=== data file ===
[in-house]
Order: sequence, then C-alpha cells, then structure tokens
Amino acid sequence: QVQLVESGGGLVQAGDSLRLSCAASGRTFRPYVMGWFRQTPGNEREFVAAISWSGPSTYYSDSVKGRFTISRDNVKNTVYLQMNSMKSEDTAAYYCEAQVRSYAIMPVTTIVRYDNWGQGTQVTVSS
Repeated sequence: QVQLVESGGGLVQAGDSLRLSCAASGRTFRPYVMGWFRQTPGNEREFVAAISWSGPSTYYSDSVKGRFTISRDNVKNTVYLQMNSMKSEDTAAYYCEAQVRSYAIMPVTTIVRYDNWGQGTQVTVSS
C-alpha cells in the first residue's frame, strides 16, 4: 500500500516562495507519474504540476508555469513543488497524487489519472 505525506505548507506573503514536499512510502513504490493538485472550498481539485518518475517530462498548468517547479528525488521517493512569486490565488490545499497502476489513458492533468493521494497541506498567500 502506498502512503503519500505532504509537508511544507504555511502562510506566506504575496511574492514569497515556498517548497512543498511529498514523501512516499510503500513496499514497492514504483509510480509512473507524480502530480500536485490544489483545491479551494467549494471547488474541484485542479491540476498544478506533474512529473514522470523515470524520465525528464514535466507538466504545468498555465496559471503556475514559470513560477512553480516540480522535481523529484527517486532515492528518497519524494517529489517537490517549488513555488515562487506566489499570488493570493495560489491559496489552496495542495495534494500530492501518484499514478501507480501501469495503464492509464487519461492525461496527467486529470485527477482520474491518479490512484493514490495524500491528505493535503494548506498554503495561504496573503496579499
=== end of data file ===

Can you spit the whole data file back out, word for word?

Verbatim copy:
[in-house]
Order: sequence, then C-alpha cells, then structure tokens
Amino acid sequence: QVQLVESGGGLVQAGDSLRLSCAASGRTFRPYVMGWFRQTPGNEREFVAAISWSGPSTYYSDSVKGRFTISRDNVKNTVYLQMNSMKSEDTAAYYCEAQVRSYAIMPVTTIVRYDNWGQGTQVTVSS
Repeated sequence: QVQLVESGGGLVQAGDSLRLSCAASGRTFRPYVMGWFRQTPGNEREFVAAISWSGPSTYYSDSVKGRFTISRDNVKNTVYLQMNSMKSEDTAAYYCEAQVRSYAIMPVTTIVRYDNWGQGTQVTVSS
C-alpha cells in the first residue's frame, strides 16, 4: 500500500516562495507519474504540476508555469513543488497524487489519472 505525506505548507506573503514536499512510502513504490493538485472550498481539485518518475517530462498548468517547479528525488521517493512569486490565488490545499497502476489513458492533468493521494497541506498567500 502506498502512503503519500505532504509537508511544507504555511502562510506566506504575496511574492514569497515556498517548497512543498511529498514523501512516499510503500513496499514497492514504483509510480509512473507524480502530480500536485490544489483545491479551494467549494471547488474541484485542479491540476498544478506533474512529473514522470523515470524520465525528464514535466507538466504545468498555465496559471503556475514559470513560477512553480516540480522535481523529484527517486532515492528518497519524494517529489517537490517549488513555488515562487506566489499570488493570493495560489491559496489552496495542495495534494500530492501518484499514478501507480501501469495503464492509464487519461492525461496527467486529470485527477482520474491518479490512484493514490495524500491528505493535503494548506498554503495561504496573503496579499